In the eyes of some people I've been speaking to, the fifth Ashes Test match between England and Australia could be seen as a dead rubber - but neither side will be viewing it that way.
England will arrive at The Oval on Wednesday morning wanting to secure a historic 4-0 series victory and Australia will be looking to end a run which has seen them go eight Test matches without a win.
For each of the 22 players involved, there will be the desire to win that exists every time you pull on the shirt to represent your country in a Test match.
Also, and somewhat unusually in Ashes battles, there is the fact that England travel to Australia this winter for an immediate defence of the urn. Events at The Oval could have a small impact on the upcoming series down under, which starts in Brisbane on 21 November.
I played in a number of these end-of-summer matches, both having already won and lost a series, but I always treated them as any other. You have to respect the game and the opposition. You want to win.
For so many years, it was England who found themselves in the position Australia are in now.
Australia won plenty of Ashes series convincingly, but England were often able to put in performances that, although not affecting the outcome of a series, produced Test-match victories.
In 2003, we arrived in Sydney looking to avoid a whitewash and, thanks to a wonderful century from Michael Vaughan and Andy Caddick's seven-wicket haul, we did just that.
Two years earlier, Mark Butcher played one of the best knocks of his career to give us an unlikely win at Headingley and in 1997 - 16 years ago this week - Caddick and Phil Tufnell shared 19 wickets to bowl us to victory at The Oval.
So, even though Australia have won only once in their last 10 visits to The Oval, a run that stretches back to 1972, they may take heart from the fact these series finales can often throw up results that go against the grain of what has gone before.
The tourists also have the boost of England being forced into a change, with Tim Bresnan unfortunately suffering a stress fracture of the back which will keep him out for the rest of the summer.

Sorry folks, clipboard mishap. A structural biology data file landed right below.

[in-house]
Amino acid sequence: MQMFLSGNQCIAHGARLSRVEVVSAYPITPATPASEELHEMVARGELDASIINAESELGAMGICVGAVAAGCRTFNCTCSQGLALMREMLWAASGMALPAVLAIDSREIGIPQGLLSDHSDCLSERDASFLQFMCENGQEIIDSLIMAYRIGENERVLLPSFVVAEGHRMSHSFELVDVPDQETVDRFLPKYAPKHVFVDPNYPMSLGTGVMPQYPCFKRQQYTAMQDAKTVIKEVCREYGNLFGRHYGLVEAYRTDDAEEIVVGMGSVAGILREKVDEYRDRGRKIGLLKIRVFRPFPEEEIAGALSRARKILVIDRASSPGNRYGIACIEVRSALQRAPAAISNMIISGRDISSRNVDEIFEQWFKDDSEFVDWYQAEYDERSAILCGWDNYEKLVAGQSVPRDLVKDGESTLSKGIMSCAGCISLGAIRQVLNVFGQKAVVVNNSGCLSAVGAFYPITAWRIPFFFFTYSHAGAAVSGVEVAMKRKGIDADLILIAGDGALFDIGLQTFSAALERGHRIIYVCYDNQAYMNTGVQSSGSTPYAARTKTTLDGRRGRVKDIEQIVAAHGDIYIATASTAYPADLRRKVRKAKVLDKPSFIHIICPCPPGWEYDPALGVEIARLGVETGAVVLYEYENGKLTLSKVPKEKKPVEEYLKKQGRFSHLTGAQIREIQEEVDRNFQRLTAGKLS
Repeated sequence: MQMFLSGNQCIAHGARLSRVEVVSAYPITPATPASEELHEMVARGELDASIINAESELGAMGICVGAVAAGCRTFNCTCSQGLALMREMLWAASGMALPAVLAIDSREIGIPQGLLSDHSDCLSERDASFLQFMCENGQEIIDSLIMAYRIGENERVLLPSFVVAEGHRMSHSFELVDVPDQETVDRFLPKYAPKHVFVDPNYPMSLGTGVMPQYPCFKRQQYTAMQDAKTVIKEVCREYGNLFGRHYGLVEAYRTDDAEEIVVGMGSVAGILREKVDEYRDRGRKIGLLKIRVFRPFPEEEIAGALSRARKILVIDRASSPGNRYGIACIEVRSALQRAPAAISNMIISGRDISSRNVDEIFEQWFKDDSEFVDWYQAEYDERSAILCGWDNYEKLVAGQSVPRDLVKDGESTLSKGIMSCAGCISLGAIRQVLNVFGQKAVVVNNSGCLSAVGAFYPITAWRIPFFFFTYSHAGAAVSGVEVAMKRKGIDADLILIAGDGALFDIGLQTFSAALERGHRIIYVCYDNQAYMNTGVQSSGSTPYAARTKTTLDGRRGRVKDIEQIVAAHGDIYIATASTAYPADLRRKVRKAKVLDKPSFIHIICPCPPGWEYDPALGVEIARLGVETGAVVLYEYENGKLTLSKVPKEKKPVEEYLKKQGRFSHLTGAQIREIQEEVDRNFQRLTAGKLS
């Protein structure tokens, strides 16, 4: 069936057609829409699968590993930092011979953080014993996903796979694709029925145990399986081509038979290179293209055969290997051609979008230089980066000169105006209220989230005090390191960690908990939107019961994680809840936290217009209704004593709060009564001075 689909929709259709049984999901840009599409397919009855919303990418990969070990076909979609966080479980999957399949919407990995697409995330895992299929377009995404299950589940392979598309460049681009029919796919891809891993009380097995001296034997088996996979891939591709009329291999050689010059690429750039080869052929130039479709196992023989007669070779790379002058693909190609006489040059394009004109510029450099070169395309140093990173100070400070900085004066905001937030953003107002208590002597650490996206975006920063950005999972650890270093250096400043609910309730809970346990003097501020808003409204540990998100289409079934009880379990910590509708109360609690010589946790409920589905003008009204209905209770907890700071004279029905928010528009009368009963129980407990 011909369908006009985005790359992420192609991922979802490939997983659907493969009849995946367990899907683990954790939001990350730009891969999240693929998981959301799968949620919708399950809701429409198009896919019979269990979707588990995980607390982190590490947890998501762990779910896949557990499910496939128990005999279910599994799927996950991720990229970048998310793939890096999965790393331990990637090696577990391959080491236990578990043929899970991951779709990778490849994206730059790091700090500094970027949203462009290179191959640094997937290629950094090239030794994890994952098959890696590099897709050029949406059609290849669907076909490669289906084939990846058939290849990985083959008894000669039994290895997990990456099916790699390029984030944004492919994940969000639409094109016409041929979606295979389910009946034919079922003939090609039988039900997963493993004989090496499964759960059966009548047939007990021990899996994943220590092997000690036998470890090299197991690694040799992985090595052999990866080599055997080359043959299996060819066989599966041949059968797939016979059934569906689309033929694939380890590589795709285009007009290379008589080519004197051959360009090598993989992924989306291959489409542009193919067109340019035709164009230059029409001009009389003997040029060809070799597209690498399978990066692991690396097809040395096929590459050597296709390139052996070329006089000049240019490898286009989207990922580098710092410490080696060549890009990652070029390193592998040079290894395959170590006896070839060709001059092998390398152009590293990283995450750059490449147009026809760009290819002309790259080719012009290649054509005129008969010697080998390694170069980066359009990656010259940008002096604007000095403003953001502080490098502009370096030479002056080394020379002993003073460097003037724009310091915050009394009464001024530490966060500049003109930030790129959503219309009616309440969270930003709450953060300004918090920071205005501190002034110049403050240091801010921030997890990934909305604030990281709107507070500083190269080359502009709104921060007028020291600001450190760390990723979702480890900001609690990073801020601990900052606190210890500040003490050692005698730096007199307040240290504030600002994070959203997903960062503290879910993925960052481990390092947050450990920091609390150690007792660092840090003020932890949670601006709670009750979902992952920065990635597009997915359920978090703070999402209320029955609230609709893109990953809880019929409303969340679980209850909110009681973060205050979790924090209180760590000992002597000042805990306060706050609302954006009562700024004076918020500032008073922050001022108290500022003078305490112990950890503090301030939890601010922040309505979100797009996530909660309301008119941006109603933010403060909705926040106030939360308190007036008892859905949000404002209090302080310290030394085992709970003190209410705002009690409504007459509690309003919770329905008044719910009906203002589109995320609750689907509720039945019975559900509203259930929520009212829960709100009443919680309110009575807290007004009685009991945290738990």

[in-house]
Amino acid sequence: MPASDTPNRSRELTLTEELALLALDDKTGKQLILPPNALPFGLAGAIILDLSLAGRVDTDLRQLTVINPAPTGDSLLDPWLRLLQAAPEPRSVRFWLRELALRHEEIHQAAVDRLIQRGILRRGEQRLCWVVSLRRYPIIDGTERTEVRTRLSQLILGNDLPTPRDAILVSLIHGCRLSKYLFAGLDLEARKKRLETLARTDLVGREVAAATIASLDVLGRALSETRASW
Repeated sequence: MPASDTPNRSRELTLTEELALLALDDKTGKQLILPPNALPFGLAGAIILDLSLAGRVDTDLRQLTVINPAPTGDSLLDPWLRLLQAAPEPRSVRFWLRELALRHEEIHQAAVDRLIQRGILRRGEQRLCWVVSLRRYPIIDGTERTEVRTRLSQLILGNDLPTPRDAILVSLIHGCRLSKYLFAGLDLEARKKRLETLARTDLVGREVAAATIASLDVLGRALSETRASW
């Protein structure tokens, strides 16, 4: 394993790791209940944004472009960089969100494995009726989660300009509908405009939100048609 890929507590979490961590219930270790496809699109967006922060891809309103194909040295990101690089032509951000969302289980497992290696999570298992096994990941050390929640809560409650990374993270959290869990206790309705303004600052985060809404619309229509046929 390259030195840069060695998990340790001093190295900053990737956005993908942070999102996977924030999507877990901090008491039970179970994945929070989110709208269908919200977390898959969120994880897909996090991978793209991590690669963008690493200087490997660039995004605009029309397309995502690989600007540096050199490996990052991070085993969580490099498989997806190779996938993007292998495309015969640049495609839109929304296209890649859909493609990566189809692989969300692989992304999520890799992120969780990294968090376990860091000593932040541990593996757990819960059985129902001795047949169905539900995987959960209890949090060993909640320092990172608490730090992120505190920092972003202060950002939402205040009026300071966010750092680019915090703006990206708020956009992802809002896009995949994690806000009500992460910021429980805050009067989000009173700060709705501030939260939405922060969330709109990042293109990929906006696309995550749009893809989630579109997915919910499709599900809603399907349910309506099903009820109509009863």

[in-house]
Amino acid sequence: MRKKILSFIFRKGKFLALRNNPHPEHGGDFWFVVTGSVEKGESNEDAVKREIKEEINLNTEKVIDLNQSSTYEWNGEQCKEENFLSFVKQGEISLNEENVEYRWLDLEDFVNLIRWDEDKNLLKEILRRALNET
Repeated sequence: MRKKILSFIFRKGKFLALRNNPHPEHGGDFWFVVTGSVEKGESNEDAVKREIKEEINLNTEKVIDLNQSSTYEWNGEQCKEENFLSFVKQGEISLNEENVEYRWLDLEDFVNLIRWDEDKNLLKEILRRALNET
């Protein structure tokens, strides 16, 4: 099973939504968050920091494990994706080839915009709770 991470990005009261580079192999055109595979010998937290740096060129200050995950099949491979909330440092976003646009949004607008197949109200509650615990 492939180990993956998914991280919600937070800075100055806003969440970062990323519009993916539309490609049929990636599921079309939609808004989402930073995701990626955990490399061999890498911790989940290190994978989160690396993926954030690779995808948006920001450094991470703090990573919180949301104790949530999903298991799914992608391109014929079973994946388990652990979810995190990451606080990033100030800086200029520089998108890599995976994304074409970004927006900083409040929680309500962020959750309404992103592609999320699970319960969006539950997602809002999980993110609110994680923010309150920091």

The bad news for Australia, though, is that the man who looks most likely to replace Bresnan is Chris Tremlett, who had great success down under during England's 3-1 series win of 2010-11.
I'm very pleased for Tremlett, who has worked incredibly hard to battle back from a number of serious injuries. It is a credit to him that he was able to regain the fitness to play first-class cricket for Surrey, let alone earn an England recall.
If Tremlett does get the chance to play in his first Test match since January 2012, he will not only be looking to prove that he has the right to a place on the tour to Australia, but also that he is worthy to be selected for that first Test in the return series.
Also in the England squad are Warwickshire all-rounder Chris Woakes and Lancashire left-arm spinner Simon Kerrigan.
Woakes, who has been involved with England in limited-overs cricket, is a like-for-like replacement for Bresnan, while Kerrigan has bowled well for Lancashire for a long period of time.
Monty Panesar was the man chosen when England wanted two spinners for the third Test at Old Trafford, but with his off-field problems, Kerrigan gets the chance to impress the England staff ahead of the winter tour.
Are either of Woakes or Kerrigan likely to play?
Woakes will be behind Tremlett in the pecking order for the final seamer's spot, while Kerrigan will only come into the reckoning if the pitch is very, very dry.